C rite ria fo r o rd e rin g (so rtin g ) o f re co rd s.
In se rt va lu e s in to o n e o r m o re ta b le s. [N o te : S o m e
d a ta b a se s d o n o t re q u ire th e S Q L ke yw o rd IN T O .]
U p d a te e xistin g d a ta in o n e o r m o re ta b le s.
(Note: there are other keywords not included in this table)
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1.1.2 SELECT Query
 SELECT * FROM


TableName
TableName specifies table in database where data is located
* selects all rows and fields from TableName
 SELECT * FROM Customer

Selects the entire contents of the customer table
 SELECT customer-id, customer-name FROM
Customer


To select fields from table, replace * with comma-separated list of
field names to select
Returns the following:
customer-id customer-name
10001
10002
10003
10004
10005
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Zhang, Stephen
Ho, Ricky
Chau, Anthony
Wong, Michael
Tsang, Daniel
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1.1.2 SELECT Query
 WHERE clause



Most cases, only necessary to locate records that satisfy certain
selection criteria
SQL uses the WHERE clause to specify the selection criteria
Can contain operators
• <, >, <=, >=, =, <> and LIKE
 Simplest form:
 SELECT fieldName1, fieldName2, … FROM TableName WHERE
Criteria
 e.q. SELECT customer-id, district FROM customer WHERE
district = “KOWLOON” return the followings:
customer-id district
10001
Kowloon
10004
Kowloon
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1.1.2 SELECT Query
 ORDER BY clause
 Sorts results of query into ascending or descending order
SELECT fieldName1, fieldName2, … FROM TableName ORDER BY fieldName
ASC
SELECT fieldName1, fieldName2, … FROM TableName ORDER BY fieldName
DESC
 Example
SELECT customer-id, customer-name FROM Customer
ORDER BY customer-name ASC
 Returns customers sorted by customer name in ascending
order
customer-id
10003
10002
10005
10004
10001
customer-name
Chau, Anthony
Ho, Ricky
Tsang, Daniel
Wong, Michael
Zhang, Stephen
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1.1.2 Inserting a Record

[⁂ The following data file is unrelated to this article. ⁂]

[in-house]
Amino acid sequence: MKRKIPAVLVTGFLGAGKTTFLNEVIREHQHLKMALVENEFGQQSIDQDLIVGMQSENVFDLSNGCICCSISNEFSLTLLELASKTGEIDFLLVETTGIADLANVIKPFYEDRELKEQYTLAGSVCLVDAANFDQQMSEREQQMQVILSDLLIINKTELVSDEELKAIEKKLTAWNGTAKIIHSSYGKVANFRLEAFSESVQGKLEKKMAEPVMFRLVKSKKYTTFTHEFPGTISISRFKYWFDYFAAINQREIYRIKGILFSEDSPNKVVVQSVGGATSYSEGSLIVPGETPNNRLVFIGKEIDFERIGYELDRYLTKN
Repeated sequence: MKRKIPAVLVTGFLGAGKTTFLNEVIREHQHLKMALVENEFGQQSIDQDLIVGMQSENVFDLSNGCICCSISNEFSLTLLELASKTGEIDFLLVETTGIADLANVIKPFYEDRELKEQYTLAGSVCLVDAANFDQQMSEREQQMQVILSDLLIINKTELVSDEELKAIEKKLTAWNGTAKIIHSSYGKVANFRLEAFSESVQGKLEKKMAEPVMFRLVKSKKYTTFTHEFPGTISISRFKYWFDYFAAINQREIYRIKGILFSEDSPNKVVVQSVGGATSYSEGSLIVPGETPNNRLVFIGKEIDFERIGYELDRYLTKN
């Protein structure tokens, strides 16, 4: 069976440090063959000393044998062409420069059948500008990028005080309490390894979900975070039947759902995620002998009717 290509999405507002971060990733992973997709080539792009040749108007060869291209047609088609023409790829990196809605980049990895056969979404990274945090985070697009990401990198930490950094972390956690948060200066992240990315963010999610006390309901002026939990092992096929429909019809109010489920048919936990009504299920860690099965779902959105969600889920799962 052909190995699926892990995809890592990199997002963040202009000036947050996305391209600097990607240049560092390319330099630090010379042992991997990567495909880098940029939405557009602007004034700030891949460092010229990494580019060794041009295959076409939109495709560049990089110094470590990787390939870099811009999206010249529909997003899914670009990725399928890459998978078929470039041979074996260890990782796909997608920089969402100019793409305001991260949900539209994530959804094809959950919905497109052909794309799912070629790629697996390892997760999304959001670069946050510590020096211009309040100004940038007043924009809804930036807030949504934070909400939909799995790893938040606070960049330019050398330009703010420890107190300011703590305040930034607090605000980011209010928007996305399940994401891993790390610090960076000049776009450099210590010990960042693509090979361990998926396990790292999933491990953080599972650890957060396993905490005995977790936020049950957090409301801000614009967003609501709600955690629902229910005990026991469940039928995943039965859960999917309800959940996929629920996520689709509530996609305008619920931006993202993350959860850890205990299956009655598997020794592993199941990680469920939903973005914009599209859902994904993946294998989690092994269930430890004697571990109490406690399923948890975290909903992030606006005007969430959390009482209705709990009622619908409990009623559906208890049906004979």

 INSERT INTO operation
 Inserts data into the table (e.g; adds a record)
 Simplest form:
Table into
which record
will be inserted
List of field names into
which to insert values
(not required if inserting
complete record)
INSERT INTO TableName ( fieldName1, fieldName2, …, fieldNameN )
Values ( value1, value 2, …, valueN )
KEYWORDS

Values to be inserted into fields
– in order of fields listed before
The single quote character should be used as a delimiter for
strings to be inserted into the database
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1.1.2 Inserting a Record
 Sample insert operation
INSERT INTO Customer ( customer-id, customername, district, phone-no )
Values (10006, ‘Kwok, Charles’, ‘NT’, ‘9342-9432’)
 Results:
Newly added
record
customer-id
10001
10002
10003
10004
10005
10006
customer-name
Zhang, Stephen
Ho, Ricky
Chau, Anthony
Wong, Michael
Tsang, Daniel
Kwok, Charles
INE1020: Introduction to Internet Engineering
district
Kowloon
NT
HK
Kowloon
NT
NT
phone-no
9843-9893
9873-1341
2344-0979
2878-4323
2134-4532
9342-9432
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1.1.2 Updating a Record
 Modify a record with the UPDATE operation
UPDATE TableName
SET fieldName1 = value1, fieldName2 = value2, …,
fieldNameN = valueN
WHERE criteria
 Example:
UPDATE Customer
SET phone-no = ‘9434-4321’
WHERE customer-id = 10003
 Change phone number value for the customer id = 10003
from 2344-0979 to 9434-4321.
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1.1.2 Updating a Record
 Old table:
customer-id
10001
10002
10003
10004
10005
10006
customer-name
Zhang, Stephen
Ho, Ricky
Chau, Anthony
Wong, Michael
Tsang, Daniel
Kwok, Charles
district
Kowloon
NT
HK
Kowloon
NT
NT
phone-no
9843-9893
9873-1341
2344-0979
2878-4323
2134-4532
9342-9432
district
Kowloon
NT
HK
Kowloon
NT
NT
phone-no
9843-9893
9873-1341
9434-4321
2878-4323
2134-4532
9342-9432
 New table:
customer-id
10001
10002
10003
10004
10005
10006
customer-name
Zhang, Stephen
Ho, Ricky
Chau, Anthony
Wong, Michael
Tsang, Daniel
Kwok, Charles
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2 Application Access to the Database
 Microsoft Universal Data Access (UDA)
 Architecture
designed for high-performance data
access to different data sources.
Application or Browser
ADO
OLE DB
ODB
C
Relational data sources
Mainframe/legacy data
Non-relational data sources
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2. Application Access to the Database
 UDA consists of three primary components
 OLE DB (Object Linking and Embedding DB)
• Core of UDA architecture
• Provides low-level access to any data source

ODBC (Open Database Connectivity)
• API (Application Programming Interface) or programming
language library written in C
• Developed by Microsoft to allow Windows applications to
communicate in a uniform manner with relational databases
• Uses SQL to access data

ADO (ActiveX Data Objects)
• Simple object model
• Provides uniform access to any data source by interacting with
OLE DB
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2. Application Access to the Database
 Two common methods:
 ODBC
approach - e.g. using Perl scripts (red line).
 ADO approach - e.g. using ASP (blue line).
Application or Browser
ADO
OLE DB
ODB
C
Relational data sources
Mainframe/legacy data
Non-relational data sources